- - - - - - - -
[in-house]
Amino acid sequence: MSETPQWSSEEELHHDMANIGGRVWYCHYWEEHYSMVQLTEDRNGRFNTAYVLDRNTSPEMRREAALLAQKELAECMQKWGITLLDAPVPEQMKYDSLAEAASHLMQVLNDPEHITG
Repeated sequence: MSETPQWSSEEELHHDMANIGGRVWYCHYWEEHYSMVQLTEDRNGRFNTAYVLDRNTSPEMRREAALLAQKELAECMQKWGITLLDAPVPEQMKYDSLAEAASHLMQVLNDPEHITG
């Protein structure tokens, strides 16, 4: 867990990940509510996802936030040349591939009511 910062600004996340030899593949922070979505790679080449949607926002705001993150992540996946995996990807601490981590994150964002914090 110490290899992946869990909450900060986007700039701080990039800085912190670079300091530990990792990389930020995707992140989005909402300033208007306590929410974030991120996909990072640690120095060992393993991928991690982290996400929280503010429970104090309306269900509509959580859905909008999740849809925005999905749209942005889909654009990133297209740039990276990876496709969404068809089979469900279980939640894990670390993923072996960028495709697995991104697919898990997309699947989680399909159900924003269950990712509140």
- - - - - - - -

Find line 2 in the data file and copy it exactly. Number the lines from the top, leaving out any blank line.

Amino acid sequence: MSETPQWSSEEELHHDMANIGGRVWYCHYWEEHYSMVQLTEDRNGRFNTAYVLDRNTSPEMRREAALLAQKELAECMQKWGITLLDAPVPEQMKYDSLAEAASHLMQVLNDPEHITG